South Africa's Telkom takes second shot at IT firm BCX, offers $256 million
(Reuters) - South African telecommunications company Telkom (TKGJ.J) made a second stab at buying IT infrastructure firm Business Connexion (BCXJ.J) with a 2.7 billion rand ($256 million) offer, seven years after competition concerns scuppered its first bid.
Telkom, whose core business is providing fixed and mobile phone lines and data, has already begun the process of diversifying into information and communication technology services in common with many of its counterparts in other countries.
Business Connexion (BCX) runs data centres and acquiring it would bulk up Telkom's IT capacity.
"This will form part of the (diversification) strategy to improve performance and restore profitability," Telkom Chief Executive Sipho Maseko said in a statement.
Maseko is already driving cost cuts worth an annual 1 billion rand for the next five years in an attempt to turn the state-controlled operator around.
BCX shares jumped 8.2 percent to 6.45 rand by 1235 GMT, but stayed below Telkom's offer price of 6.60, suggesting investors are sceptical about the bid's chances of success.
Telkom, which traded down 1.6 percent at 37.90 rand in a stronger overall market, offered a 20 percent premium over the price that BCX was trading at before the IT company first alerted the market about a possible deal on April 15.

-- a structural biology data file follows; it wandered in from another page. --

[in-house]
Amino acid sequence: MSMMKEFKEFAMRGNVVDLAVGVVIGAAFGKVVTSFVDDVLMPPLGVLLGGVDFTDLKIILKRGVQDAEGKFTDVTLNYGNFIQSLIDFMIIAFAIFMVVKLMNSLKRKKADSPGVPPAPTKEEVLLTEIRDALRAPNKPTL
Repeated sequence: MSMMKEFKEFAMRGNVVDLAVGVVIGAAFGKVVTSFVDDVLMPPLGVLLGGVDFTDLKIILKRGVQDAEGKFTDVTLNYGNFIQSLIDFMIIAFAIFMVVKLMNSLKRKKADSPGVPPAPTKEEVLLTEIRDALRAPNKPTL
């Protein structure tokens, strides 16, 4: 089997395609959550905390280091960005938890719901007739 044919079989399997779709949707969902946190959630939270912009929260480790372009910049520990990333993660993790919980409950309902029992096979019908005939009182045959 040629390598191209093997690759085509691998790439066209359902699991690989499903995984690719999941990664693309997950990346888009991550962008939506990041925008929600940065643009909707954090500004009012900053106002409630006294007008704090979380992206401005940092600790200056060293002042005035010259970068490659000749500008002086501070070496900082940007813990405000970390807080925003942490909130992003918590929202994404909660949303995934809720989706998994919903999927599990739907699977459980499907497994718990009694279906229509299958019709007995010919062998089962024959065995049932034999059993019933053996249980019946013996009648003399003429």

BCX would become a Telkom subsidiary and delist from Johannesburg's stock exchange if the deal went through.
"It would ...further entrench their (Telkom's) position in the convergence space," Greg Cort, an analyst at asset manager Electus, said of Telkom.
"Many of the things we were hoping to come through in BCX, like getting the data centres utilisation up, haven't materialised. There has been excess capacity in the South African market, so if this is absorbed down the line it would result in extra value to Telkom shareholders. As things stand, it is a reasonable price."
In March 2006, Telkom offered to purchase BCX for 2.43 billion rand but the Competition Commission and competitors opposed the bid on grounds it would hamper fair pricing in a country with high telecoms tariffs.
(Editing by John Stonestreet)